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Name: People v. Middleton (2023) 91 Cal.App.5th 749
Case #: B312583
Court: CA Court of Appeal
District 2 DCA
Division: 7
Opinion Date: 05/18/2023
Summary

A defendant violates Penal Code section 236.1(c) when the defendant attempts, but fails, to traffic an actual minor, even if the defendant lacks specific intent regarding the victim’s age, and mistake of fact as to age is not a defense. Middleton was convicted of human trafficking of a minor for a commercial sex act under the attempt prong of section 236.1(c), and other related offenses. On appeal, she argued the trial court erred by not instructing the jury that the People had to prove specific intent as to age, and by instructing the jury that mistake of fact as to age is not a defense to the attempt charge. Held: Affirmed. In People v. Moses (2020) 10 Cal.5th 893, the Supreme Court declined to decide the issue presented in this case: the specific intent required for the attempt prong of section 236.1(c) when there is an actual minor victim. After analyzing section 236.1, subdivisions (c) and (f) (which provides that mistake of fact as to the age of a victim of human trafficking who is a minor at the time of the commission of the offense is not a defense) and Moses, the Court of Appeal concluded subdivision (f) “necessarily eliminates the specific intent element regarding age when a defendant attempts, but fails, to induce a person who is actually a minor to engage in commercial sex acts, even if the defendant believes the victim is an adult.” As a result, there was no instructional error on the human trafficking charge. [Editor’s Notes: (1) The court also concluded there was no instructional error related to the rape-in-concert jury instructions. The court declined to decide whether all forms of rape under Penal Code section 261(a)(2), would constitute rape by “force or violence” under Penal Code section 264.1 (rape in concert) and encouraged the Legislature to consider clarifying the language in section 264.1 to eliminate any possible ambiguity. (2) Additionally, the court concluded there was sufficient evidence to support Middleton’s section 236.1(c) conviction and her section 264.1(a) conviction.]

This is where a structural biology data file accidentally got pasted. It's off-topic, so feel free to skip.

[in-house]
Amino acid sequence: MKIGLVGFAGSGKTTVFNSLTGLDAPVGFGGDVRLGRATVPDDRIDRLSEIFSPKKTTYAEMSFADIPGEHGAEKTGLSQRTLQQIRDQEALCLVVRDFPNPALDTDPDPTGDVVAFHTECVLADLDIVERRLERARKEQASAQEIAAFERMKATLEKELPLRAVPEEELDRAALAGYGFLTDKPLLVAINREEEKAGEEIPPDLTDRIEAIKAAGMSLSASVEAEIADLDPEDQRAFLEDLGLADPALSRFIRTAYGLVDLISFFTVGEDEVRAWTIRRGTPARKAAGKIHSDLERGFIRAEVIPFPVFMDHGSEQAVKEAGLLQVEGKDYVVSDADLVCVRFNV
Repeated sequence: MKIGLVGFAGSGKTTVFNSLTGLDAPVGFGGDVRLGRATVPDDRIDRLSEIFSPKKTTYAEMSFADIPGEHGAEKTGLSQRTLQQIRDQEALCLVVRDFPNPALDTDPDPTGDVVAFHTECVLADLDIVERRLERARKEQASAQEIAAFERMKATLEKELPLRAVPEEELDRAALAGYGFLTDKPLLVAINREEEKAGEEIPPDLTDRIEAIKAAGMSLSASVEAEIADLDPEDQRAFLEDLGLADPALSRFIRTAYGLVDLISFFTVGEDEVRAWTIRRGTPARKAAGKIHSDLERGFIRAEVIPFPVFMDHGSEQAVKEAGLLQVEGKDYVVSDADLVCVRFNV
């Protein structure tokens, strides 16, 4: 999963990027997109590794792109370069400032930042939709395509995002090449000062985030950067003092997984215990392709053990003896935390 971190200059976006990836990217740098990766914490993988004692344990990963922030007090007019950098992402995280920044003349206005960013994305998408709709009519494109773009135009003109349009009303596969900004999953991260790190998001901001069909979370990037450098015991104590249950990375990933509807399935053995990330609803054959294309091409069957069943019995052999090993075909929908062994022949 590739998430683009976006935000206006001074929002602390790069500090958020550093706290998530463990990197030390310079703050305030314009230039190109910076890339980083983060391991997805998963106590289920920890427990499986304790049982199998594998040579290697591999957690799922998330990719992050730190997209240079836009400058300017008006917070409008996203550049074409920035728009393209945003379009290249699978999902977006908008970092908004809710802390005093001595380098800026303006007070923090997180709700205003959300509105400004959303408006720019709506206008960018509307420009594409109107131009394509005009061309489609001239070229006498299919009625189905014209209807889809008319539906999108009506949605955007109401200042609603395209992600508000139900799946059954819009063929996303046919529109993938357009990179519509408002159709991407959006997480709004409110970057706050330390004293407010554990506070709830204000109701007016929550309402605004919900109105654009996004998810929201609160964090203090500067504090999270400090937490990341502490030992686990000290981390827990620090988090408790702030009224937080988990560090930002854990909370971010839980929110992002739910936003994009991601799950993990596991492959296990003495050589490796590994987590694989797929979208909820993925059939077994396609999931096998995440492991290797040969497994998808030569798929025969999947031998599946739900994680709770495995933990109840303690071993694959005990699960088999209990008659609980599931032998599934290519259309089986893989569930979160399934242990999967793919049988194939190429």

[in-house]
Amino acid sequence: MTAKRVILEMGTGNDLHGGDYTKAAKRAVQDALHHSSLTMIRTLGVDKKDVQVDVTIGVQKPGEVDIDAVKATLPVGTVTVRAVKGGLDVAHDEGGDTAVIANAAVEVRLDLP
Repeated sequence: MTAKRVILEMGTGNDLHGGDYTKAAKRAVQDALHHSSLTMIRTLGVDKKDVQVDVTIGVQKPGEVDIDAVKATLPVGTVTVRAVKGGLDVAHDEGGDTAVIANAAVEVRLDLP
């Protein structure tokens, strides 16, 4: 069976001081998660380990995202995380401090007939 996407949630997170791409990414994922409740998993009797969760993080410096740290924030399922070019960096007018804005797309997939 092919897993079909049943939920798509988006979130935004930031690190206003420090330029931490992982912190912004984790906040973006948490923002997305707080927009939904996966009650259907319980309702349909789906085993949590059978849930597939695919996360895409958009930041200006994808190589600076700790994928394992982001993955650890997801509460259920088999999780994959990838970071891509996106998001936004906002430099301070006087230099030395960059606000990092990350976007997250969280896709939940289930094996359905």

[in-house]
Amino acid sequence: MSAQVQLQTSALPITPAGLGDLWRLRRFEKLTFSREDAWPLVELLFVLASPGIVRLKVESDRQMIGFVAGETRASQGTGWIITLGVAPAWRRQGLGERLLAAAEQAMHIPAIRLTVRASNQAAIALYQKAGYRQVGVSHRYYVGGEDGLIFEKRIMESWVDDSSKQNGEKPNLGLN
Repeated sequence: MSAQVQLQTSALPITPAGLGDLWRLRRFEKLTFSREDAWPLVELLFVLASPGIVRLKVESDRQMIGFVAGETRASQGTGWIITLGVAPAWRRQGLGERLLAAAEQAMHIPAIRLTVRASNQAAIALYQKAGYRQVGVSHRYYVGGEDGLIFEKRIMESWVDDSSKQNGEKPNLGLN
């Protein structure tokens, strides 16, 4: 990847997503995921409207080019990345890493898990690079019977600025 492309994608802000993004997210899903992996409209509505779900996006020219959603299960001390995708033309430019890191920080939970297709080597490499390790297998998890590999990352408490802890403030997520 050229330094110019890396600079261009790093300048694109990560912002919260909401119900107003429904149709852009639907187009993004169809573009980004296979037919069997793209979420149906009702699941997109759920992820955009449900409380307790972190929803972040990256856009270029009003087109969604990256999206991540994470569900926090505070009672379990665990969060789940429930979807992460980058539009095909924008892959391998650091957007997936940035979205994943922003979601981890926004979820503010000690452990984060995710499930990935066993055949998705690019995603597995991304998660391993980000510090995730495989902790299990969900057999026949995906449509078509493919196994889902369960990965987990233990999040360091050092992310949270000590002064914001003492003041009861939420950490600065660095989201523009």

The full opinion is available on the court’s website here: https://www.courts.ca.gov/opinions/documents/B312583.PDF